New Artist Member: Brigid McCaffrey

Posted February 25th, 2021 in Announcements, New Acquisitions, New Digital Files, New Films, News / Events

Canyon Cinema is pleased to welcome Brigid McCaffrey to the collection!

Brigid McCaffrey is a Los Angeles-based artist and filmmaker whose work documents environments and people in states of flux. Her films explore extremes of autonomy and coexistence experienced by individuals who have distinct relationships with the land. Often taking shape as nuanced portraits, the films respond to the physical and emotional changes of their subjects while fusing representations of self and place.

She has exhibited at venues such as the Hammer Museum, the Museum of Contemporary Art in Los Angeles, the Harvard Film Archive, the New York Film Festival – Projections, the Rotterdam International Film Festival, and the Whitechapel Gallery in London, among others. Her work was presented by Ballroom Marfa for the 2015 edition of Artists’ Film International and she was a featured artist at the 2016 Flaherty Seminar. McCaffrey was named a Guggenheim fellow in Film & Video in 2019.

3 of Brigid’s films are now available to rent from Canyon, including:

Castaic Lake (2010, 29 minutes, color, sound, 16mm film or digital file)

Taking its course, the camera drifts in to the coves and surveys the shorelines of a multi-use reservoir to unearth fragments of its young history and consider a series of possible relationships to this artificial environment. Visits are filled with a sense of potentials and the unseen, the lake’s surface separating what is buried and what is to come. Municipal orchestrations, recreational episodes, and small pageants trace this body’s perimeter.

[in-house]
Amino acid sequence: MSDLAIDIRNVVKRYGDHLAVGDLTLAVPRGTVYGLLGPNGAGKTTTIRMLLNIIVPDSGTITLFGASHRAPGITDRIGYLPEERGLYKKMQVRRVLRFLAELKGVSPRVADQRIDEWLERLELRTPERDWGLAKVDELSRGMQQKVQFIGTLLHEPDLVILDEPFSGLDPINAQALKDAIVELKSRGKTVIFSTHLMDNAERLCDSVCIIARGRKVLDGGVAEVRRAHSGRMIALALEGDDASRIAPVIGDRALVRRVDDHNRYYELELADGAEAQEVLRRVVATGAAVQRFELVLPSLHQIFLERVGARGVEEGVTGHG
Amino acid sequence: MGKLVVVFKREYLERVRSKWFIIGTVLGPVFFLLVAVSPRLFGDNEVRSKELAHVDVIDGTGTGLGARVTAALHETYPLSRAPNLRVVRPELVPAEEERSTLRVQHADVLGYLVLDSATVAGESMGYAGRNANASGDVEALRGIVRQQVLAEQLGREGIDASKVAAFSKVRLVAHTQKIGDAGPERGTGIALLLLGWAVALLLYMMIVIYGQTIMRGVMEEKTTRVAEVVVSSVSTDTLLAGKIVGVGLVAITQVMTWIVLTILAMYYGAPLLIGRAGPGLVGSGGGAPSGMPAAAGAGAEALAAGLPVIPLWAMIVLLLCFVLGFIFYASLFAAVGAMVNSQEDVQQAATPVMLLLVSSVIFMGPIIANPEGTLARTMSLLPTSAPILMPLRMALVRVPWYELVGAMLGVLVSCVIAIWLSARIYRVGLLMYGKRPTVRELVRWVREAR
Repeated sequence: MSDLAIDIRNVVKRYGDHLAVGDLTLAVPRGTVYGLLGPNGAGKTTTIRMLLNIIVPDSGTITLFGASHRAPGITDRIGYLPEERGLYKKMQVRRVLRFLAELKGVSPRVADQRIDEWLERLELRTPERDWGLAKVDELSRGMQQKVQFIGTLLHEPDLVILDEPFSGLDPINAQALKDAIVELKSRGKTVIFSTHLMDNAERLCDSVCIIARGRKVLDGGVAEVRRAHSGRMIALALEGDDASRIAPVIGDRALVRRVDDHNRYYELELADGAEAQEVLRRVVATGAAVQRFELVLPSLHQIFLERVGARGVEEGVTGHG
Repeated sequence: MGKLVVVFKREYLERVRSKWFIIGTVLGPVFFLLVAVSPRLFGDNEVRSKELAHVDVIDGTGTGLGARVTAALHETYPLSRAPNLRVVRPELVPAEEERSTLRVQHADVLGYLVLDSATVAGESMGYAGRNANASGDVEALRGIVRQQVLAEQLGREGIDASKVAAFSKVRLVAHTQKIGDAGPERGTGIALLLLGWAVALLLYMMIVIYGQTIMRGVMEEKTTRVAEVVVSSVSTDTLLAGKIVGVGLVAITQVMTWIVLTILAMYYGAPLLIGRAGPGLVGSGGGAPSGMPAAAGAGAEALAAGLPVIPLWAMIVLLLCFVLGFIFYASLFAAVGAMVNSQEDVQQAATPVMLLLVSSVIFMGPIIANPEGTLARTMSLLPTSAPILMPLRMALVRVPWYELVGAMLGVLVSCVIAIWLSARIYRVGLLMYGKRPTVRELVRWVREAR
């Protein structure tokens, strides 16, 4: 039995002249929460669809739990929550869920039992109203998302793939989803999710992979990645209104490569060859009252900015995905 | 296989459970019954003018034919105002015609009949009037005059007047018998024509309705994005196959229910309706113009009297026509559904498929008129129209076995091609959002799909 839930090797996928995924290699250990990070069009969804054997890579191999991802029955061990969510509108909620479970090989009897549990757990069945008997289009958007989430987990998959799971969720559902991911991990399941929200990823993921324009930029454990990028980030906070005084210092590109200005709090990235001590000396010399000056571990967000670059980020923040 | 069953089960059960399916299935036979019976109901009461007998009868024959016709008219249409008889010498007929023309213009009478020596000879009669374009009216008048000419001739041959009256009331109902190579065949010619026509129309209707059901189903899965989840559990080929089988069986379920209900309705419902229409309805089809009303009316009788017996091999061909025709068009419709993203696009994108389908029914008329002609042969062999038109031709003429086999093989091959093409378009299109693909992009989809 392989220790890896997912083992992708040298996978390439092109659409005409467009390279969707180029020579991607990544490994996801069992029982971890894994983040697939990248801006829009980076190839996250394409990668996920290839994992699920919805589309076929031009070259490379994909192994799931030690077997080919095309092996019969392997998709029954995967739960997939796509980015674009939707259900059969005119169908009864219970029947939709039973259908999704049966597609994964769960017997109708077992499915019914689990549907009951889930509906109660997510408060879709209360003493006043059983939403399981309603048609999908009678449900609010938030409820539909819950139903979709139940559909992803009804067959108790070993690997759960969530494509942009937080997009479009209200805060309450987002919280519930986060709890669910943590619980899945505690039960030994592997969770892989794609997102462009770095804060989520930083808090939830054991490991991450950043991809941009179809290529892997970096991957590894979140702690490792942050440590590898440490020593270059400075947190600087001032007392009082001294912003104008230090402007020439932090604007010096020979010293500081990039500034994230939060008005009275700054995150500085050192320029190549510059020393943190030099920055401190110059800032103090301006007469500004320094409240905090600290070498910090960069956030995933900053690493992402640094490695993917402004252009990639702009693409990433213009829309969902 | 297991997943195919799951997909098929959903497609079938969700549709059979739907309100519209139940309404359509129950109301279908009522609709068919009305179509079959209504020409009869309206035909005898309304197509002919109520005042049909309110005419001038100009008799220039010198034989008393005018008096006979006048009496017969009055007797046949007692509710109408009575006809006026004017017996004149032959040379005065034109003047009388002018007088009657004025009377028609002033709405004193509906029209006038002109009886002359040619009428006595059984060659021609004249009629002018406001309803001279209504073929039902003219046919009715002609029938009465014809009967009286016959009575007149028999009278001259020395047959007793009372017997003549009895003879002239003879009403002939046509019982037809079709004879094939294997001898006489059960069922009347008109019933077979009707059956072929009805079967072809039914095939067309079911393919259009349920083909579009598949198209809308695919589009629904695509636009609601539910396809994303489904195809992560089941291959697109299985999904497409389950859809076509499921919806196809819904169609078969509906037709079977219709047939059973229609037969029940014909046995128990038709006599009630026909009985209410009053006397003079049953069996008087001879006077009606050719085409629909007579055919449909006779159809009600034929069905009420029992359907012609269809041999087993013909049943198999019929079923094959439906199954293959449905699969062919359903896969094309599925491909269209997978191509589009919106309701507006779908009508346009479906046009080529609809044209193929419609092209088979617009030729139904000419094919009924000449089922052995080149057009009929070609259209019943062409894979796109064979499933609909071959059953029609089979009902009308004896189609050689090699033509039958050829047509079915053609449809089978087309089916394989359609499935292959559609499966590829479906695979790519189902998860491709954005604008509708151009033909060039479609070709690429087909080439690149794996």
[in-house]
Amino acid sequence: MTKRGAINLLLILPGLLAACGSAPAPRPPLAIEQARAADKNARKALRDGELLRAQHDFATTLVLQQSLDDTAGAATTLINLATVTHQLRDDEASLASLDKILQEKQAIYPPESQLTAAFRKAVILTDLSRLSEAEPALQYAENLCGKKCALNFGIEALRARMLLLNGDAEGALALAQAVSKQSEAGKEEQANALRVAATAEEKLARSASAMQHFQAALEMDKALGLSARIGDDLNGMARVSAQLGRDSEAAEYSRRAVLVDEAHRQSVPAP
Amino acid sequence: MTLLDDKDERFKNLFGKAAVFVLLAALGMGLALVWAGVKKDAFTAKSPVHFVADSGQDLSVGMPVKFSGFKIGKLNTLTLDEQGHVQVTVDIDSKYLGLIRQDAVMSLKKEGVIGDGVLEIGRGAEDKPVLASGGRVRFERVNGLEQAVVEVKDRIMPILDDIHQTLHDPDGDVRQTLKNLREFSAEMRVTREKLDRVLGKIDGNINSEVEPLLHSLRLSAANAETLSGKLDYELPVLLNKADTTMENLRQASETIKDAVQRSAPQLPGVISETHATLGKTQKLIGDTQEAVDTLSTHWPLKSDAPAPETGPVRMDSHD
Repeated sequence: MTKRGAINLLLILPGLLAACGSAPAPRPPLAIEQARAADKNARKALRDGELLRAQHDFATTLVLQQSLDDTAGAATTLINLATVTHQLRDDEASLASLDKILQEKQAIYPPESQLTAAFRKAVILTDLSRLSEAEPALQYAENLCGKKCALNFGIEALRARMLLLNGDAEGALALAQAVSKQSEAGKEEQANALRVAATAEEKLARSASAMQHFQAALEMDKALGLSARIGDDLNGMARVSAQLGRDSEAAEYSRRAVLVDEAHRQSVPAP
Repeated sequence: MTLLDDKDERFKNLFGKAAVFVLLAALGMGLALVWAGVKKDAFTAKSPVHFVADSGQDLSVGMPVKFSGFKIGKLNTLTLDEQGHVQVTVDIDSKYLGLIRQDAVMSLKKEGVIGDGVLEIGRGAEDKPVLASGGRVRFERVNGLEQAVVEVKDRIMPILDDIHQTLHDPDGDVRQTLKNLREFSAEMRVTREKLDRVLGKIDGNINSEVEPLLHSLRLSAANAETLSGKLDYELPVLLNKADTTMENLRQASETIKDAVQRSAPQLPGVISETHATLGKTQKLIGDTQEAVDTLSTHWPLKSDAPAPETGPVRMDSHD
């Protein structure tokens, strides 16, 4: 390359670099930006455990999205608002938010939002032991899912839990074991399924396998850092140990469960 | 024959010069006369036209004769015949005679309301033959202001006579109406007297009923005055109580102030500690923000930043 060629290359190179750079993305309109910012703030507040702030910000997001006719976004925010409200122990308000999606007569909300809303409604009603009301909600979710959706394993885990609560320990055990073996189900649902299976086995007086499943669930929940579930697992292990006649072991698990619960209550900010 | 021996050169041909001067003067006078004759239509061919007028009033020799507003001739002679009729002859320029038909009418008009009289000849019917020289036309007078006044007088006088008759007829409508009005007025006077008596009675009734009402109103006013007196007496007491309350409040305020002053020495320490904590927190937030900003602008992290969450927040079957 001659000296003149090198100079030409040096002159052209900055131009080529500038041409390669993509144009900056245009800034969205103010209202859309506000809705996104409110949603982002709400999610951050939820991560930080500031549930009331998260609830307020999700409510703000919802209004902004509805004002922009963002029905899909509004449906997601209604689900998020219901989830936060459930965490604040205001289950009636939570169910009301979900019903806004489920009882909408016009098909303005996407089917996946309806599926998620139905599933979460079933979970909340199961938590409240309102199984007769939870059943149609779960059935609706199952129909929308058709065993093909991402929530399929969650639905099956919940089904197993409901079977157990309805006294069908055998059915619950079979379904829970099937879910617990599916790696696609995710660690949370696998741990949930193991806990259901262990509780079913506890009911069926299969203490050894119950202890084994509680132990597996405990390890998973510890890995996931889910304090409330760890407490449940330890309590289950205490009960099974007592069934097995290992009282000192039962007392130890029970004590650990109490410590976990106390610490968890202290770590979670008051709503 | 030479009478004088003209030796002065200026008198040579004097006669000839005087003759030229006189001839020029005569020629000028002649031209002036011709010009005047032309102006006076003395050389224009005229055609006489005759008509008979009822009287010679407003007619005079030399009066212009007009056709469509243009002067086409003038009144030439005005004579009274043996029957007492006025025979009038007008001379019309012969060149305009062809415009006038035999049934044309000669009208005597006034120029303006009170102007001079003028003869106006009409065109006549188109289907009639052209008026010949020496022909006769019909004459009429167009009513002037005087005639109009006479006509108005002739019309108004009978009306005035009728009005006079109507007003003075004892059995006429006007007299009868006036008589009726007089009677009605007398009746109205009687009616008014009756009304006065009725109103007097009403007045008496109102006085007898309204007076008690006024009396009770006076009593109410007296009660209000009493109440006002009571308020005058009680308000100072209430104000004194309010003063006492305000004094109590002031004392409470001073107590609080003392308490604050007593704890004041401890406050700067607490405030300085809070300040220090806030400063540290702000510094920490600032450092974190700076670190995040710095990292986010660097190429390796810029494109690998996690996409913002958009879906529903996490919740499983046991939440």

Paradise Springs (2013, 33 minutes, color, sound, digital file)

Five years of traveling through and living within the Mojave Desert have instilled in geologist Ren Lallatin intimate relations to its geological formations. She studies the desert, tracing its volcanic and seismic actualities, locates water sources and the relics of previous inhabitants and identifies landscape features that will conceal her mobile shelter from public view. The film follows the geologist as she describes her interactions with the natural world, while conveying a persistent unease with civic life.

Bad mama, who cares
(2016, 12 minutes, color, sound, 35mm film or digital file)

Geologist Ren Lallatin has moved into a small housing complex located between a rail yard and the interstate. Desert vistas are replaced with an arsenal of tactile pursuits, while the situation of the house becomes unstable. Free falling from a fixed point, the perimeter is ornamented for security. Desert winds animate aluminum mobiles and seismic vibrations serenade the home.